Analysis – Law professor Claire Breen explains what rights children and parents have in the Covid-19 vaccination process.
With the government’s announcement last week that children ages 12-15 can now receive the Pfizer vaccine for COVID-19, New Zealand has joined a growing list of countries expanding their vaccination implementations.
A Health Ministry survey in June found that 58% of caregivers would likely allow their 12-15-year-old children to be vaccinated, up from 55% in May.
The survey also found that the number of parents who had decided not to vaccinate their children had increased slightly. The main concerns of the parents were the safety of the vaccine in children and its long-term effects.
So while Medsafe has tentatively approved the Pfizer vaccine, the launch still raises the important question of what New Zealand law says about children’s consent to medical treatment.
Who can give consent?
The Child Care Act states that a child over the age of 16 can give or refuse consent to receive medical treatment.
However, this does not mean that all children under the age of 16 cannot consent to medical treatment. The key to this is how competent a child is at making such a decision.
There is no set age at which a person can be considered competent, but the Health and Disability Services Consumer Rights Code (which originates from the Health and Disability Commissioner Act) provides some guidelines.
This establishes that everyone, adults or children, is presumed competent to make such decisions, unless there are reasonable grounds to think otherwise.
Are children competent to consent?
When it comes to the Child Care Act, the opinion of the New Zealand courts follows a British case in which the House of Lords decided that a child under the age of 16 was legally competent to consent to an examination and medical treatment, if he was of sufficient maturity and intelligence. understand the nature and implications of such treatment.
Similarly, according to the New Zealand code, if a healthcare professional is convinced that the young person fully understands what the treatment entails, then the young person can consent.
When it comes to consenting to vaccination, a healthcare professional must be satisfied that the child understands why it is necessary and the reasons for it. They must also be satisfied that the child understands the risks, benefits, and outcomes involved.
Similarly, everyone can refuse medical treatment under the New Zealand Rights Act, including children.
However, the courts have also decided that this applies only to those who are competent and who fully understand what it takes to make the decision.
The courts tend to override the views of the child only in serious, usually life-threatening situations.
Respecting children’s rights
More generally, vaccination or immunization is part of the general human right to the highest attainable standard of health, which includes the right not to receive non-consensual medical treatment. This right must be balanced with the state’s obligation to prevent and control disease.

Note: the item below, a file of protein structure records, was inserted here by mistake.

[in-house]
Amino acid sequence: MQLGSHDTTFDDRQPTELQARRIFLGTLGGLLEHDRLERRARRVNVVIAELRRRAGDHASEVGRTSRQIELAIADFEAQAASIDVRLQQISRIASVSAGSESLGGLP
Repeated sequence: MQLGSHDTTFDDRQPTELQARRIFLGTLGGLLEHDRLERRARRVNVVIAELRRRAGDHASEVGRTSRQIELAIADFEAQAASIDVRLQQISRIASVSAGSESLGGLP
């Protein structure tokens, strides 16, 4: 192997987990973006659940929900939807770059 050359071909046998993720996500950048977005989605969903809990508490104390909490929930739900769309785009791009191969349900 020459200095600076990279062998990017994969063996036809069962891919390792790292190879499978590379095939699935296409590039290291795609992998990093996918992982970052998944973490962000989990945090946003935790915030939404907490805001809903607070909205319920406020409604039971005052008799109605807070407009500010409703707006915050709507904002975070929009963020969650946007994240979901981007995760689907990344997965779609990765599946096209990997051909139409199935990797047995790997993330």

The United Nations Convention on the Rights of the Child contains important provisions on consent to medical treatment, including:
- The best interests of the child must be a primary consideration in all decisions and in the resolution of conflicts between parents and health workers.
- The right of the child to freely express their views is protected, and the views of the child are also essential to determine what is in the best interest of the child (two principles reflected in the Child Care Act)
- Every child has the right to life, countries must do everything possible to ensure the survival and development of the child, and this must be part of any assessment of what is in the best interest of the child.
- Article four
These provisions also occupy a special status within the convention as guiding principles. Adhering to these principles can also help prevent violations of other rights, such as the child’s right to health.
Strike a balance
The convention also seeks to balance the rights and responsibilities of parents by guiding children with their own developing capacity to make important decisions about their health and well-being.
Therefore, it is essential that children, parents and health workers have adequate guidance on who can give consent and what rights everyone has.
Concerns about vaccination safety are natural, and access to reliable vaccine information is important to children and their parents. It is particularly important to be transparent about the possible side effects, of the vaccine, but also of the COVID-19 itself.
Respecting the general right of children to participate in making decisions that affect them is the best way to navigate these complex situations.
* Claire Breen is a professor of law at the University of Waikato.
Disclosure: Clair Breen does not work, consult, own stock, or receive funds from any company or organization that benefits from this article, and has disclosed no relevant affiliations beyond her academic appointment.